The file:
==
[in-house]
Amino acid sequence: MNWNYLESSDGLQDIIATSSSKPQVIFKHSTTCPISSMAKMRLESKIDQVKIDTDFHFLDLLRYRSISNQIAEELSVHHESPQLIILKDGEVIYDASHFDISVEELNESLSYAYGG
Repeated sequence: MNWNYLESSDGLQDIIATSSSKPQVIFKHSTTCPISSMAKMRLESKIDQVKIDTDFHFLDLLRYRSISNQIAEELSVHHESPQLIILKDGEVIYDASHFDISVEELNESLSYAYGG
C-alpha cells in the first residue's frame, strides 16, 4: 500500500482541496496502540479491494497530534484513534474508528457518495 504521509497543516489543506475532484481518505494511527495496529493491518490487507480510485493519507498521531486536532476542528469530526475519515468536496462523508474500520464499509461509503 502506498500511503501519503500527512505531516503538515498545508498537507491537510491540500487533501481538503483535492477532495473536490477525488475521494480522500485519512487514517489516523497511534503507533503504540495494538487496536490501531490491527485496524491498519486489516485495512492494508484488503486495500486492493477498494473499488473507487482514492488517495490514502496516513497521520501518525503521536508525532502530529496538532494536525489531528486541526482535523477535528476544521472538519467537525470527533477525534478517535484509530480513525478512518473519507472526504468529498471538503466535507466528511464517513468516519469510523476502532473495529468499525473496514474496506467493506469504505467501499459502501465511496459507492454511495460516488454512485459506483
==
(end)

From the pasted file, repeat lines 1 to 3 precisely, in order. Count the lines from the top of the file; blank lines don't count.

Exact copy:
[in-house]
Amino acid sequence: MNWNYLESSDGLQDIIATSSSKPQVIFKHSTTCPISSMAKMRLESKIDQVKIDTDFHFLDLLRYRSISNQIAEELSVHHESPQLIILKDGEVIYDASHFDISVEELNESLSYAYGG
Repeated sequence: MNWNYLESSDGLQDIIATSSSKPQVIFKHSTTCPISSMAKMRLESKIDQVKIDTDFHFLDLLRYRSISNQIAEELSVHHESPQLIILKDGEVIYDASHFDISVEELNESLSYAYGG